The east side of Warren - and for those readers from far away, that's everything east of Conewango Creek - has been largely ignored by city planners and official forward thinkers for a long time.
The time has apparently come.
Impact Warren is in the rear view mirror, and while the aggressive, ambitious and grotesquely expensive project was not without its problems, the result was an improved appearance and more consumer-friendly environment.
The City's Planning Commission is now looking at the Pennsylvania Avenue corridor on the east side of town with the idea of improving that artery into the city and important commercial zone.
Nothing they have been batting around in their meetings on the subject are nearly as ambitious as Impact Warren, and we can breathe a sigh of relief that they're not.
However, there are things that can be done to promote the area's improvement without millions of dollars in grants and loans, onerous regulations and restrictions.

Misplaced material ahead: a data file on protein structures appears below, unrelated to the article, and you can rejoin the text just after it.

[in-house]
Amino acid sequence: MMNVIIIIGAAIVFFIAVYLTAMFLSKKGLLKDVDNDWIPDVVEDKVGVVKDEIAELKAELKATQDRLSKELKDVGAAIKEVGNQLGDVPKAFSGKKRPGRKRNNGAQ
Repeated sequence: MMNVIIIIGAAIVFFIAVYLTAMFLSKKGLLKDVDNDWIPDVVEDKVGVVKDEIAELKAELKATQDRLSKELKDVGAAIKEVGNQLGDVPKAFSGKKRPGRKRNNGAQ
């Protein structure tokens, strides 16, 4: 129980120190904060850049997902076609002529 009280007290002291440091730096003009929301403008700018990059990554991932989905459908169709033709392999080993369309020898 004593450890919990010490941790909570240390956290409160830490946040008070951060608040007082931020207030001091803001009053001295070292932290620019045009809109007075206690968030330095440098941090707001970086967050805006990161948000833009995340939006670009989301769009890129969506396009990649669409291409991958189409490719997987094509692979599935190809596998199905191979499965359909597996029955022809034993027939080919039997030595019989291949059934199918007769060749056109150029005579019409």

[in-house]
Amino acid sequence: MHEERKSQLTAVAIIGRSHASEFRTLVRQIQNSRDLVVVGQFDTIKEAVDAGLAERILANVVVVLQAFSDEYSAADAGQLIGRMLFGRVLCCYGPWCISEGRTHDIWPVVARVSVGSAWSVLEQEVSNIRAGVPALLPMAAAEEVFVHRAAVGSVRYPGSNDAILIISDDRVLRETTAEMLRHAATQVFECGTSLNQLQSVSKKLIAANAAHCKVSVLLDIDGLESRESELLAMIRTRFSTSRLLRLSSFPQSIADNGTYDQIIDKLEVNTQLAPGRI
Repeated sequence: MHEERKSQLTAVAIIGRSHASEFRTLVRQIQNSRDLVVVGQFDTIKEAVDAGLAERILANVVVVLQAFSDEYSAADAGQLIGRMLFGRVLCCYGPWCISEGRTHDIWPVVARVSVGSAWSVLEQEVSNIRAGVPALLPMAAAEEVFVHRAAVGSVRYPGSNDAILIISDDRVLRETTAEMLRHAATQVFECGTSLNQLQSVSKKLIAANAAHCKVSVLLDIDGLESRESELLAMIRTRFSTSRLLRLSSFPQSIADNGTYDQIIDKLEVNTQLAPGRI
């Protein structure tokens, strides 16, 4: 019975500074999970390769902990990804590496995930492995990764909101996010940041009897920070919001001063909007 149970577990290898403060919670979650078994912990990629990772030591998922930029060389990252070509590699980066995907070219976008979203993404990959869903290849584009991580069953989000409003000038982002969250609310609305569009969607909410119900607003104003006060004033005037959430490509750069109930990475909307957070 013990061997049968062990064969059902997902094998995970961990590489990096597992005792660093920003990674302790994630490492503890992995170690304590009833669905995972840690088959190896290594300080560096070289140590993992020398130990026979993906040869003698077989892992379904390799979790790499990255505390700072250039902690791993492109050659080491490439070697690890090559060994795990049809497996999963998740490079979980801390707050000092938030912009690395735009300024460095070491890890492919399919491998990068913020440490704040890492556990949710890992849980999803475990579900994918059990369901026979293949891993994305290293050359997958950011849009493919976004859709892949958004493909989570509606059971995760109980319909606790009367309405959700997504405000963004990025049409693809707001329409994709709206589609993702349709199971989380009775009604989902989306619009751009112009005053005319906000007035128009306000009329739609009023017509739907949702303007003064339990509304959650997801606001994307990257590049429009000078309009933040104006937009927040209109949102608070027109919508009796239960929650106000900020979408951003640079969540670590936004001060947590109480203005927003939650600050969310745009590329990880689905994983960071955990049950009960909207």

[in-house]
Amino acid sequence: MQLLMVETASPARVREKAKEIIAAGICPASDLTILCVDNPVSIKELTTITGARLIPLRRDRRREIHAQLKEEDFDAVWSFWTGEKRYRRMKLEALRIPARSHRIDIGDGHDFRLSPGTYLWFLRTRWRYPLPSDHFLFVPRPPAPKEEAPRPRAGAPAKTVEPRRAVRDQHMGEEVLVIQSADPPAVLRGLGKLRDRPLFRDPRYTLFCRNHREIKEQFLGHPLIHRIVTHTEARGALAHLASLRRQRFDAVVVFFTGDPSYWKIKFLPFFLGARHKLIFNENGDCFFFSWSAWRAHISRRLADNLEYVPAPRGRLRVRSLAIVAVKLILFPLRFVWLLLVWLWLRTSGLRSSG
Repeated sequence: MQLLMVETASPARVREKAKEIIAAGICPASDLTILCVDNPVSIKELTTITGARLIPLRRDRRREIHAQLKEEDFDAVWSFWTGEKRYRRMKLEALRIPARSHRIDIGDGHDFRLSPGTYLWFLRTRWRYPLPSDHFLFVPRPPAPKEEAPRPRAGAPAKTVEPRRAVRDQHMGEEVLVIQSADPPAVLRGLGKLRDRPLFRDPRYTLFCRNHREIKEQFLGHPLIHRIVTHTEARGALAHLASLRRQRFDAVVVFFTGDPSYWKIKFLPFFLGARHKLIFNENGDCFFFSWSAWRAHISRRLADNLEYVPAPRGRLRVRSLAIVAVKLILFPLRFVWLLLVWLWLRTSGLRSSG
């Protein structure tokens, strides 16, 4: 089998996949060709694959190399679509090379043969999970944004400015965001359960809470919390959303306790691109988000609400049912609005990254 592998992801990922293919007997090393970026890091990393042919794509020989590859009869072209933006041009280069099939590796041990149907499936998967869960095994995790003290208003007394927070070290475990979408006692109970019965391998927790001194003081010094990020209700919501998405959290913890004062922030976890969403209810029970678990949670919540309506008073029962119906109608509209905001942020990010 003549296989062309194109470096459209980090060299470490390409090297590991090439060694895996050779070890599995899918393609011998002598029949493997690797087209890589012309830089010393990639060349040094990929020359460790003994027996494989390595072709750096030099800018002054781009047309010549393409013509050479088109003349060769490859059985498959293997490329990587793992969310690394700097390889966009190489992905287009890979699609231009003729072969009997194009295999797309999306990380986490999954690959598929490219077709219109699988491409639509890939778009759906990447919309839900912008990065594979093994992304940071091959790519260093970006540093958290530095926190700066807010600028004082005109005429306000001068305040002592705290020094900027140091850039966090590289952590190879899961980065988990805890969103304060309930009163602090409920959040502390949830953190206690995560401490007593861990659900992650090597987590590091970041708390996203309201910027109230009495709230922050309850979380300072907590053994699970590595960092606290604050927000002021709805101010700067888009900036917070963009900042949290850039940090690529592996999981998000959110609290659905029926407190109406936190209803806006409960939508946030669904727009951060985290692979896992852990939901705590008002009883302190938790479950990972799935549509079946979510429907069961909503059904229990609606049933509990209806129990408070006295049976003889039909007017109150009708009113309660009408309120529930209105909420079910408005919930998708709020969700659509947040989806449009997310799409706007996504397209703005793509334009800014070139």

Some low-interest loans to businesses interested in improving their facades, some landscaping and natural screening of industrial areas can go a long way.
The key to the success of the Eastside Gateway Renaissance project is to build partnerships with residents and business people in that area, make them part of the process, not exclude them from the decision process; solicit their ideas, not dictate to them; make this their project, not an edict from local government.
If we could offer one piece of advice to the members of the Planning Commission who are planting the seeds of the Eastside Gateway Renaissance it is this: Go slowly and seek out public participation in every step of the process. Beware of grand plans.
We wish you well.